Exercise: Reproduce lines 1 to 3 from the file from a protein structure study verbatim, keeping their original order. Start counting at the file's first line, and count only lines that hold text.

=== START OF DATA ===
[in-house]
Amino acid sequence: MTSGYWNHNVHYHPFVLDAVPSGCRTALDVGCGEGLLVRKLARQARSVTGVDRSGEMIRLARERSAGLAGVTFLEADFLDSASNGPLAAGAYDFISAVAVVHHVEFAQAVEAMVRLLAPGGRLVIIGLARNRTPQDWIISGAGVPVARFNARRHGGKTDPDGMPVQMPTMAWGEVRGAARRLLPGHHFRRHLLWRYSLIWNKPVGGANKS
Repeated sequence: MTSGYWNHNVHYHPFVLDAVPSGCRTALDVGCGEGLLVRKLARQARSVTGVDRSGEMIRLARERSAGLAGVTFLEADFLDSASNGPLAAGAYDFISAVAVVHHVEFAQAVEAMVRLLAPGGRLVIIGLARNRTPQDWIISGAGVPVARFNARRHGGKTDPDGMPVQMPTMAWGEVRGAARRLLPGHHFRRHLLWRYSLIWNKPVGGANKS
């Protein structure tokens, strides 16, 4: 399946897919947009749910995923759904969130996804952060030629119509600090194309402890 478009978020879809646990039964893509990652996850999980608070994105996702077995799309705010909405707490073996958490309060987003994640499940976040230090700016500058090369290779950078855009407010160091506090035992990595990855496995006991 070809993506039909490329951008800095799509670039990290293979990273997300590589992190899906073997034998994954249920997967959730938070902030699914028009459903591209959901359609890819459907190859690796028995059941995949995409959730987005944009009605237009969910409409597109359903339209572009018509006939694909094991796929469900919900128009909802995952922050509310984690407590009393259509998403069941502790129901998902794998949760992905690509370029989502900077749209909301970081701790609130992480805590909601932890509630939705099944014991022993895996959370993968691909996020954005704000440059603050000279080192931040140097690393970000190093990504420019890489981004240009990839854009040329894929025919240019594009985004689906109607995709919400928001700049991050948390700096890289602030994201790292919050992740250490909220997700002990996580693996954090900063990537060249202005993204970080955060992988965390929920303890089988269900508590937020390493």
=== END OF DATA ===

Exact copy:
[in-house]
Amino acid sequence: MTSGYWNHNVHYHPFVLDAVPSGCRTALDVGCGEGLLVRKLARQARSVTGVDRSGEMIRLARERSAGLAGVTFLEADFLDSASNGPLAAGAYDFISAVAVVHHVEFAQAVEAMVRLLAPGGRLVIIGLARNRTPQDWIISGAGVPVARFNARRHGGKTDPDGMPVQMPTMAWGEVRGAARRLLPGHHFRRHLLWRYSLIWNKPVGGANKS
Repeated sequence: MTSGYWNHNVHYHPFVLDAVPSGCRTALDVGCGEGLLVRKLARQARSVTGVDRSGEMIRLARERSAGLAGVTFLEADFLDSASNGPLAAGAYDFISAVAVVHHVEFAQAVEAMVRLLAPGGRLVIIGLARNRTPQDWIISGAGVPVARFNARRHGGKTDPDGMPVQMPTMAWGEVRGAARRLLPGHHFRRHLLWRYSLIWNKPVGGANKS